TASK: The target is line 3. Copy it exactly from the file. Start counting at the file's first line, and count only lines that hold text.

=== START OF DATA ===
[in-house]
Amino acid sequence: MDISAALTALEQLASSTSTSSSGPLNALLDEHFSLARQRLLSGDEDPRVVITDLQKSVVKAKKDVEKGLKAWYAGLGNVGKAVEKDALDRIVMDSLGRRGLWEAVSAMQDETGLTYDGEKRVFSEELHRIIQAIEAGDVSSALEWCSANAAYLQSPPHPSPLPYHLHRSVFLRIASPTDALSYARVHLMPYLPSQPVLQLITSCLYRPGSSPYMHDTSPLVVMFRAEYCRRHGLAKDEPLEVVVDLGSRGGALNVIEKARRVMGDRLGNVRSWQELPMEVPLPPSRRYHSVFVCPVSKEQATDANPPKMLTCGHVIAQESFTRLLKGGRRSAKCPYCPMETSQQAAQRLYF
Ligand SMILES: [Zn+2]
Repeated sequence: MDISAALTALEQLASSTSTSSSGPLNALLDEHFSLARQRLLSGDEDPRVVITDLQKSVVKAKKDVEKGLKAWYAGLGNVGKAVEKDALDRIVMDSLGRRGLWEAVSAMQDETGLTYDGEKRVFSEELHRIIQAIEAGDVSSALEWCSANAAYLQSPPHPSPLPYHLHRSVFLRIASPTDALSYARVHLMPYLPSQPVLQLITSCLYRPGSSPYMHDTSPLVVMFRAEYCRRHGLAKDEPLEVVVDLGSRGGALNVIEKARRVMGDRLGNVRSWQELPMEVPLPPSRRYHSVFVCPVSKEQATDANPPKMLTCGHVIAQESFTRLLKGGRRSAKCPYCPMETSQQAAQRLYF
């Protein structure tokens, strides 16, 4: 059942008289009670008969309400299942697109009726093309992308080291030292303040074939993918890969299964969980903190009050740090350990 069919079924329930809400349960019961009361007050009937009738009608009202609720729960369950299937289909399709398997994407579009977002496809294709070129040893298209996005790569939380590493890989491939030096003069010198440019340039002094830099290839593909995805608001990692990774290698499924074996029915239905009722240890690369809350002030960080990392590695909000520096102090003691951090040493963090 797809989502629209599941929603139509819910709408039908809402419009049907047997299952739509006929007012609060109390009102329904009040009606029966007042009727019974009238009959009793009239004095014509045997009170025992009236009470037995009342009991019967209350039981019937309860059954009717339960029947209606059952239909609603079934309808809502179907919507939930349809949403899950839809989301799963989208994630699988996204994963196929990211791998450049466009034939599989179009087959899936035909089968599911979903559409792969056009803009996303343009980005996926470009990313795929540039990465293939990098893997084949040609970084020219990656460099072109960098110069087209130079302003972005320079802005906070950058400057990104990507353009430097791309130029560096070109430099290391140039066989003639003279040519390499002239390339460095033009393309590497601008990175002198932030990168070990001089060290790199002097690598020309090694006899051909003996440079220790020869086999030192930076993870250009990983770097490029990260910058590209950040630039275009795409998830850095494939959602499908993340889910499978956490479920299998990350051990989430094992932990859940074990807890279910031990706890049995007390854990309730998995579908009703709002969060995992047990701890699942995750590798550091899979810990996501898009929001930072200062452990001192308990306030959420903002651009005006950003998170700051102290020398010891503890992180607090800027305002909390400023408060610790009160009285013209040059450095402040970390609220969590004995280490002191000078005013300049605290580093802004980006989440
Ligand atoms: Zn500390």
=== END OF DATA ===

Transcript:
Ligand SMILES: [Zn+2]